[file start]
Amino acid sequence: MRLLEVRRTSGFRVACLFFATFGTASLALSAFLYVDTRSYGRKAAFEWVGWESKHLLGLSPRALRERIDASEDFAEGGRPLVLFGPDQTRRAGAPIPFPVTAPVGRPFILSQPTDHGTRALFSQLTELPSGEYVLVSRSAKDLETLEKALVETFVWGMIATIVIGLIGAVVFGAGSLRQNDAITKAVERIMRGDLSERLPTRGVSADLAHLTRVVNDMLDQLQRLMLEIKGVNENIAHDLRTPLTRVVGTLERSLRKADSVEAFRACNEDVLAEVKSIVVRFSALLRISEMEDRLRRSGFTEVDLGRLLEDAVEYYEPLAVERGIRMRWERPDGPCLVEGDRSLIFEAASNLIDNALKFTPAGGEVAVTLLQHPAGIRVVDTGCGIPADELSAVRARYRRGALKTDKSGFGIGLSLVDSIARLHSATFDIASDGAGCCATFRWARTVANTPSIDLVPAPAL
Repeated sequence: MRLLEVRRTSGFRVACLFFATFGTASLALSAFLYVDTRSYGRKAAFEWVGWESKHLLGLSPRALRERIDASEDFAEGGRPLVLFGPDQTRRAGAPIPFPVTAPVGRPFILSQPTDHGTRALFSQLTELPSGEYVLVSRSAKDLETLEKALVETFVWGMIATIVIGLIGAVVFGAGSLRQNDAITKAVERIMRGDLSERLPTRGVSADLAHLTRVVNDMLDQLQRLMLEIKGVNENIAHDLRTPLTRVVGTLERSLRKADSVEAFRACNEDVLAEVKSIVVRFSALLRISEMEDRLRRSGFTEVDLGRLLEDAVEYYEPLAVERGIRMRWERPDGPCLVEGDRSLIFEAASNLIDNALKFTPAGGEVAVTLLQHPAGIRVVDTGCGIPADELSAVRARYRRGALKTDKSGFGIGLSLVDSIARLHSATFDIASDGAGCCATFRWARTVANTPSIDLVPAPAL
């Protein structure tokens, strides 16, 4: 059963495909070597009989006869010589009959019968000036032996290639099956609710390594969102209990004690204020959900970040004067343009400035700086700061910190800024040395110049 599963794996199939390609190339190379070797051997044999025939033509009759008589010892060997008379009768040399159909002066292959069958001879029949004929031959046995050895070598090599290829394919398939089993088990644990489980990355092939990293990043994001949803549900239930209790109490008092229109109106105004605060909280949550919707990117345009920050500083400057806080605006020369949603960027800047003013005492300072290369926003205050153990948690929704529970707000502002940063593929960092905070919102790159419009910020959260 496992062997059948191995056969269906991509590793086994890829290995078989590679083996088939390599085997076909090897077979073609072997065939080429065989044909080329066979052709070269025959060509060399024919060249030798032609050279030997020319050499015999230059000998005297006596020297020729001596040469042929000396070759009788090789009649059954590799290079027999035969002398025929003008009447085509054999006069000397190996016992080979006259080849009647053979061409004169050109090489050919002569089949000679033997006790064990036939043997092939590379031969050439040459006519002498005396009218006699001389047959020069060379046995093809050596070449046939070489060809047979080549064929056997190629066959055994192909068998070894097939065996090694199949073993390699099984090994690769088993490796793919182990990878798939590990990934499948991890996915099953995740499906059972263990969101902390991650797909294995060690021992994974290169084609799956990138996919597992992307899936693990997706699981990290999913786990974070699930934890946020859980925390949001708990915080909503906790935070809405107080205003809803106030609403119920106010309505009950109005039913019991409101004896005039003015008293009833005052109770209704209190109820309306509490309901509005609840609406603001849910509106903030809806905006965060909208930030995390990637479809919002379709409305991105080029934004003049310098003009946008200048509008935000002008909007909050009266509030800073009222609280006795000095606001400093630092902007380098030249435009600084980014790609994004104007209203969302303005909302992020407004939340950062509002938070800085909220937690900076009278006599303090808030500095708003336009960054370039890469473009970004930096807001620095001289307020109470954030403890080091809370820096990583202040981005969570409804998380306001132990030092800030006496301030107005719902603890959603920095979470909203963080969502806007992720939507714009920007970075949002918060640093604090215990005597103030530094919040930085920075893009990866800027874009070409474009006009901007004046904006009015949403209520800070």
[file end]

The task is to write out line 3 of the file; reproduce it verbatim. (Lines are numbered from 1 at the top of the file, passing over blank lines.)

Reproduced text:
């Protein structure tokens, strides 16, 4: 059963495909070597009989006869010589009959019968000036032996290639099956609710390594969102209990004690204020959900970040004067343009400035700086700061910190800024040395110049 599963794996199939390609190339190379070797051997044999025939033509009759008589010892060997008379009768040399159909002066292959069958001879029949004929031959046995050895070598090599290829394919398939089993088990644990489980990355092939990293990043994001949803549900239930209790109490008092229109109106105004605060909280949550919707990117345009920050500083400057806080605006020369949603960027800047003013005492300072290369926003205050153990948690929704529970707000502002940063593929960092905070919102790159419009910020959260 496992062997059948191995056969269906991509590793086994890829290995078989590679083996088939390599085997076909090897077979073609072997065939080429065989044909080329066979052709070269025959060509060399024919060249030798032609050279030997020319050499015999230059000998005297006596020297020729001596040469042929000396070759009788090789009649059954590799290079027999035969002398025929003008009447085509054999006069000397190996016992080979006259080849009647053979061409004169050109090489050919002569089949000679033997006790064990036939043997092939590379031969050439040459006519002498005396009218006699001389047959020069060379046995093809050596070449046939070489060809047979080549064929056997190629066959055994192909068998070894097939065996090694199949073993390699099984090994690769088993490796793919182990990878798939590990990934499948991890996915099953995740499906059972263990969101902390991650797909294995060690021992994974290169084609799956990138996919597992992307899936693990997706699981990290999913786990974070699930934890946020859980925390949001708990915080909503906790935070809405107080205003809803106030609403119920106010309505009950109005039913019991409101004896005039003015008293009833005052109770209704209190109820309306509490309901509005609840609406603001849910509106903030809806905006965060909208930030995390990637479809919002379709409305991105080029934004003049310098003009946008200048509008935000002008909007909050009266509030800073009222609280006795000095606001400093630092902007380098030249435009600084980014790609994004104007209203969302303005909302992020407004939340950062509002938070800085909220937690900076009278006599303090808030500095708003336009960054370039890469473009970004930096807001620095001289307020109470954030403890080091809370820096990583202040981005969570409804998380306001132990030092800030006496301030107005719902603890959603920095979470909203963080969502806007992720939507714009920007970075949002918060640093604090215990005597103030530094919040930085920075893009990866800027874009070409474009006009901007004046904006009015949403209520800070």